Hidden from view, Sri Lanka is trampling over the rights of its Tamil population

The government has been trying its best to silence the country’s remaining Tamils without drawing the world’s attention

With all the horrors taking place in Gaza, Ukraine, Iraq, and Syria, Sri Lanka has understandably fallen off the international radar. However, what you must know is that this suits Sri Lanka’s President, Mahinda Rajapaksa, just fine.

Yet the brutal methods he has used to defeat the Tamil Tigers — which ignore the cost of civilian casualties and frequently trample on human rights — are very similar to the ones used by those currently fighting in the spotlight. They are even being admired from afar: within the last two months army and police officers in Nigeria and Pakistan have expressed interest in learning from Sri Lanka’s example.

When the Commonwealth Heads of Government Meeting was held in Sri Lanka last November, it brought much unwelcome publicity, and led to an international investigation of war crimes being set up by the UN Human Rights Council. That decision was obviously a victory for the government’s critics. Yet the government behaved almost as if that was what it wanted, making a series of overt and heavy-handed attempts to silence dissent at home even while the Council was in session in Geneva.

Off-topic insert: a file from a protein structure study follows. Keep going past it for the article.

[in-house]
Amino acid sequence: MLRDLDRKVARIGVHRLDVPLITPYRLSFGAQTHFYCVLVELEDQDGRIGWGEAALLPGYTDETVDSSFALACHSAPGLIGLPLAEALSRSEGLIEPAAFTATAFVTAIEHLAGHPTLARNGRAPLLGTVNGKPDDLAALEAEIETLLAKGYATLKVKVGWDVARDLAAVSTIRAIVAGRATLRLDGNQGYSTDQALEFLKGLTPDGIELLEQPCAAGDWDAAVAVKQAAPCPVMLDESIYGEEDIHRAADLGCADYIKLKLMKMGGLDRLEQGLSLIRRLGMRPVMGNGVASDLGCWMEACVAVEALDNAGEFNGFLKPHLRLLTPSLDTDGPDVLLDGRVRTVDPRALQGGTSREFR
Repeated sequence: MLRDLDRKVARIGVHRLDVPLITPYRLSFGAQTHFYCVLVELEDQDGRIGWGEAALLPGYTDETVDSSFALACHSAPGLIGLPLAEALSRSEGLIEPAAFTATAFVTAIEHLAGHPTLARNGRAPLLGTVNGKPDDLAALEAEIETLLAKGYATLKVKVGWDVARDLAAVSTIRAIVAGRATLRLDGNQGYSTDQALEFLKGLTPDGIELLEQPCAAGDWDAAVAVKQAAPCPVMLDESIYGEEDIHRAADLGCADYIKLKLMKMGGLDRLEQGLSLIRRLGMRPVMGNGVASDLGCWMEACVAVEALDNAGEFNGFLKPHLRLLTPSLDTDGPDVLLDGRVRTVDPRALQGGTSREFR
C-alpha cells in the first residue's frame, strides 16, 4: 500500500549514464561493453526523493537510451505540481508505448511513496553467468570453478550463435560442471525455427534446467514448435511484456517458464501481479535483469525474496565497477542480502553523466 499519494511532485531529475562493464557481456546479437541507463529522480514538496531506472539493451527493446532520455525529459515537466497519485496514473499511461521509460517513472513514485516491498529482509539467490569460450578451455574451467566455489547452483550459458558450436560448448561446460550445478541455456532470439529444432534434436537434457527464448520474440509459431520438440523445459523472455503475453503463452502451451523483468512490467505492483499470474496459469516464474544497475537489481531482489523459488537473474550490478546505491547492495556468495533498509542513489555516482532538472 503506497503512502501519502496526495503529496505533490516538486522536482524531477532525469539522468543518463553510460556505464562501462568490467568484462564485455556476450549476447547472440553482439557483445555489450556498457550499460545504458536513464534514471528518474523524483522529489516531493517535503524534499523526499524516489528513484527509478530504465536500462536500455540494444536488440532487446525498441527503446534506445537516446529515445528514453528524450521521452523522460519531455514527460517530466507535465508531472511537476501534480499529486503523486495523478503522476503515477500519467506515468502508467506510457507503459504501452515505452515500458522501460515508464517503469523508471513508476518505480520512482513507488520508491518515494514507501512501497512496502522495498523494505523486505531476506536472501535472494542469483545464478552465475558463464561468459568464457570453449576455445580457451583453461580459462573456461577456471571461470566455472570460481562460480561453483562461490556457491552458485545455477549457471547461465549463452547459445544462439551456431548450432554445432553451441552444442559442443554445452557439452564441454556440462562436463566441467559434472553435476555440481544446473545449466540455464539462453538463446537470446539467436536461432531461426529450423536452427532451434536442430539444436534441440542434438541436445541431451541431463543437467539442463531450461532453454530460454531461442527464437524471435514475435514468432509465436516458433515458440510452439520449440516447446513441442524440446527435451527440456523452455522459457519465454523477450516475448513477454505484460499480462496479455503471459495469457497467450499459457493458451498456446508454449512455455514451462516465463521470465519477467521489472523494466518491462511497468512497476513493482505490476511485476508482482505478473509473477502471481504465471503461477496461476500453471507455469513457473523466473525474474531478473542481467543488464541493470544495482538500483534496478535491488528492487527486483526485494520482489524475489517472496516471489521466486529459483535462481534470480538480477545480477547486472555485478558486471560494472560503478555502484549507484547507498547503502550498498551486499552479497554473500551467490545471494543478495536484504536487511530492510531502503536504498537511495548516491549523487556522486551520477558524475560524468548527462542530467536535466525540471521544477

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In particular, at least 60 Tamils, mainly women, were arrested in and around the northern town of Kilinochchi, which had been the Tigers’ de facto capital during the war. Two well-known Catholic activists, Ruki Fernando and Father Praveen Mahesan, went to investigate these arrests, and were themselves arrested as part of a massive security clampdown.

This led to a significant but brief international outcry: brief because Fernando and Mahesan were released unharmed after two days, followed by many (but not all) of the other detainees. Two days later, however, both were banned from leaving the country or speaking to the media. They were also forced to hand over their mobile phones and personal computers, and Fernando was roughly confronted by armed police in a Colombo street.

This time there was no international outcry, indeed no publicity at all, because friends of the pair were afraid any public move might put them in greater danger. Nor has there been any sustained campaign on behalf of the other Tamil detainees.